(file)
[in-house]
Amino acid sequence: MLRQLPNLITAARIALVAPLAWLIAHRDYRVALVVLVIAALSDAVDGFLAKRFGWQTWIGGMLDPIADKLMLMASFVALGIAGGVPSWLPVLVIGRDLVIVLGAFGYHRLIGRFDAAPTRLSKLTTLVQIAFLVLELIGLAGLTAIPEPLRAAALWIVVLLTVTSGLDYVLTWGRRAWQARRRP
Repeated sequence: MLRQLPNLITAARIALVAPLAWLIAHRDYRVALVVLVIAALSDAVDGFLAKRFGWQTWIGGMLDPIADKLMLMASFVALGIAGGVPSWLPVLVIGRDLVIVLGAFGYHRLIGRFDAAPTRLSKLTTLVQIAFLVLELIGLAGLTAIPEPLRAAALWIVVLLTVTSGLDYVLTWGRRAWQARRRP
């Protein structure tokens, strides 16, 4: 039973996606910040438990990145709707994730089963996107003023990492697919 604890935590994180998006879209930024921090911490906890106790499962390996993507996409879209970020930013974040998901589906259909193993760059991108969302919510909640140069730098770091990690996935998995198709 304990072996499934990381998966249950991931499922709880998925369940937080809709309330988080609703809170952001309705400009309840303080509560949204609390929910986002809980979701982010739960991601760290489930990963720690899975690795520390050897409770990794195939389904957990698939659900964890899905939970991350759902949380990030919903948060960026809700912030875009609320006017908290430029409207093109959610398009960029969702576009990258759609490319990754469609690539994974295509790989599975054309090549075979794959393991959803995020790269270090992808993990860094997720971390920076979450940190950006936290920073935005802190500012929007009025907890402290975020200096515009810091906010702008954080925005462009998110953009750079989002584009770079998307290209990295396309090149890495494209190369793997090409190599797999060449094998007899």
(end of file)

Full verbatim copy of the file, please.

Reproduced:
[in-house]
Amino acid sequence: MLRQLPNLITAARIALVAPLAWLIAHRDYRVALVVLVIAALSDAVDGFLAKRFGWQTWIGGMLDPIADKLMLMASFVALGIAGGVPSWLPVLVIGRDLVIVLGAFGYHRLIGRFDAAPTRLSKLTTLVQIAFLVLELIGLAGLTAIPEPLRAAALWIVVLLTVTSGLDYVLTWGRRAWQARRRP
Repeated sequence: MLRQLPNLITAARIALVAPLAWLIAHRDYRVALVVLVIAALSDAVDGFLAKRFGWQTWIGGMLDPIADKLMLMASFVALGIAGGVPSWLPVLVIGRDLVIVLGAFGYHRLIGRFDAAPTRLSKLTTLVQIAFLVLELIGLAGLTAIPEPLRAAALWIVVLLTVTSGLDYVLTWGRRAWQARRRP
């Protein structure tokens, strides 16, 4: 039973996606910040438990990145709707994730089963996107003023990492697919 604890935590994180998006879209930024921090911490906890106790499962390996993507996409879209970020930013974040998901589906259909193993760059991108969302919510909640140069730098770091990690996935998995198709 304990072996499934990381998966249950991931499922709880998925369940937080809709309330988080609703809170952001309705400009309840303080509560949204609390929910986002809980979701982010739960991601760290489930990963720690899975690795520390050897409770990794195939389904957990698939659900964890899905939970991350759902949380990030919903948060960026809700912030875009609320006017908290430029409207093109959610398009960029969702576009990258759609490319990754469609690539994974295509790989599975054309090549075979794959393991959803995020790269270090992808993990860094997720971390920076979450940190950006936290920073935005802190500012929007009025907890402290975020200096515009810091906010702008954080925005462009998110953009750079989002584009770079998307290209990295396309090149890495494209190369793997090409190599797999060449094998007899």